THIS WAS NOT BRAVE, declared fashion blogger Jessica Kane, as she posted a photo of herself in a swimsuit. “I've been told how brave I am for not having a coverup,” she said, “but going without a wrap would only take bravery if I cared what others thought of me, but I don't.”

Kane added, “Things that DO take bravery? A family battling tragic illness, a mother trying to beat addiction, a person trying to break free of domestic violence, reaching out for help when you have already planned your suicide and feel like you can't breath one more day. THAT is brave.”

Comediennes Mindy Kaling and Chelsea Peretti have voiced similar sentiments. On Jimmy Kimmel Live, Kaling dismissed the notion that her positive body image is “courageous,” calling the praise for her decision to wear a crop top a “backhanded compliment.” Likewise, Peretti poked fun at the #nomakeup selfie trend, mocking the idea that such barefaced Instagram photos get lauded for their “unparalleled bravery.”

These women have made important statements about beauty in our culture. But their remarks highlight an issue that transcends body image: the dumbing down of “bravery.”

Courage has become the virtue du jour, both inside and outside the church. Countless books, blog posts, Facebook statuses, and tweets exhort women to “be brave.” Brave was the title of the 2012 Disney movie showcasing a free-spirited and fiery young heroine, and of Sara Bareilles’ Grammy-nominated anthem last year.

”Brave” is everywhere, but it often looks a bit more superficial than traditional notions of courage. Saturday Night Live satirized this disconnect in a music video set to Bareilles’ hit song. As the singer belts out the words, “I wanna see you be brave,” the actresses “bravely” decline party invitations, eat the last cookie, and admit they’ve forgotten an acquaintance’s name. As often as I have seen “You Are Brave” calligraphied on picture frames and inspirational graphic art, the satire doesn’t seem so far from reality.

Traditionally, courage is synonymous with fortitude and perseverance, the ability to do something difficult or fearful. However, the church has understood courage even more narrowly. Courage has historically been included among virtues like prudence, justice, and temperance, all of which must be grounded in love. As theologian Thomas Aquinas put it, love “directs the acts of all other virtues.” Christian courage is therefore enabled by love—“perfect love casts out fear”(1 John 4:18)—and motivated by love (1 Cor. 13).

In short, Christian courage is facing one’s fears for the expressed purpose of love. Martyrs lay down their lives out of love for God. Martin Luther King Jr. braved persecution out of love for the oppressed. A mother courageously carries her terminal baby to term, all for love.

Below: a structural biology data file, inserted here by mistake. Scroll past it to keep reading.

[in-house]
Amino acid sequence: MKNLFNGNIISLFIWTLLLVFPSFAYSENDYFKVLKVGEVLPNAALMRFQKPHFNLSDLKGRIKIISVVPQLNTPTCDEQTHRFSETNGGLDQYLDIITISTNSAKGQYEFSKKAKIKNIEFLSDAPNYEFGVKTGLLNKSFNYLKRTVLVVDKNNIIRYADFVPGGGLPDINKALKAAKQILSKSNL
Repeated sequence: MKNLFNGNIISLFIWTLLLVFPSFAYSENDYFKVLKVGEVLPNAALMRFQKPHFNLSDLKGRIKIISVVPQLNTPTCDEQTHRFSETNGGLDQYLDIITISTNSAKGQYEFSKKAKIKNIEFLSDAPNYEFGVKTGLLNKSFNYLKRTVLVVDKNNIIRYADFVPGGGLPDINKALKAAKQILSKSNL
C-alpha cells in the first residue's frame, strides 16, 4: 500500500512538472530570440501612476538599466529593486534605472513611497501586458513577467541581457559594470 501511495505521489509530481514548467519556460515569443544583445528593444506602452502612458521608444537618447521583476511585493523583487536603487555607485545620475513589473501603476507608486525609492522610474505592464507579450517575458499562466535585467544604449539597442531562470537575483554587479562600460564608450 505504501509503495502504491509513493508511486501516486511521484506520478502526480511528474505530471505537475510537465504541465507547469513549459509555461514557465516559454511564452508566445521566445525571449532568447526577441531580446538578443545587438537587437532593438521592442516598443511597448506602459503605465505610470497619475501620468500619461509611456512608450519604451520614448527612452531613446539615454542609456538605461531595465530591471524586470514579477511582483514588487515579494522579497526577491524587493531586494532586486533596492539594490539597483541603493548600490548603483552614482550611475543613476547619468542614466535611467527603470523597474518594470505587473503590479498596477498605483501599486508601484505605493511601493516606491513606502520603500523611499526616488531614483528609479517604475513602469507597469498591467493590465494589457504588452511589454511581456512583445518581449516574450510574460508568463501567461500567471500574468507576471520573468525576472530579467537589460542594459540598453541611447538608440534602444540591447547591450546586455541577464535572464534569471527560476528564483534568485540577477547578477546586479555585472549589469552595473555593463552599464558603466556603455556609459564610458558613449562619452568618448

Without this love of God and others, courage turns into something precious and sentimental that encourages a love of self. Without the anchor of love, courage can also drift into meaninglessness. C.S. Lewis captures this latter pitfall in The Screwtape Letters. Screwtape instructs a younger demon in tempting humans, explaining:

Whenever [Christians] are attending to [God] Himself we are defeated, but there are ways of preventing them from doing so. The simplest is to turn their gaze away from Him towards themselves. Keep them watching their own minds and trying to produce feelings there by the action of their own wills….When they meant to pray for courage, let them really be trying to feel brave.

Screwtape then adds, “Teach them to estimate the value of each prayer by their success in producing the desired feeling.” In other words, one can feel brave without actually being brave.

I worry that’s what happens when “brave” is so overused, becoming a catchall term for wisdom, truth, self-care, confidence, vulnerability, and provocation. Sure, these expressions can sometimes be brave, but not inherently. Speaking a difficult truth, for example, is not always brave; sometimes it is just honest, or loving. It can even be judgmental, or intentionally outrageous. Likewise, courage is not the same thing as survival. One can overcome an illness, a heartache, or the death of a loved one begrudgingly or timidly. Christian courage, with its emphasis on love, asks us to consider how we endure.

It’s tempting to apply “brave” so broadly because courage is the most romantic of the virtues. Most of us would like to think of ourselves as brave. Temperate and prudent? Not so much. ”She is brave” sounds a lot more glamorous than “She makes good decisions” or “She is patient with her kids.”

However, as much as we might fancy ourselves brave, the work of courage is actually quite hard. It requires selflessness, self-sacrifice, and honesty about our fears, none of which our human nature is inclined to do. So, we’ve found shortcuts to courage. If a person’s actions seem brave, she must be brave. If I feel brave, I am brave.

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The problem is, by paving over the distinctions, we risk robbing courage of its meaning, and shortchanging the other virtues as well.

Our world cannot afford this. The poor, the oppressed, the vulnerable, and the lost are crying out for a courage that is motivated by love. Jesus answered their cry by going to the cross, and our call is the same. To follow him, we must face the fears that keep us from love—rejection, danger, uncertainty, humiliation, loneliness, and loss—and live in a way that is actually brave.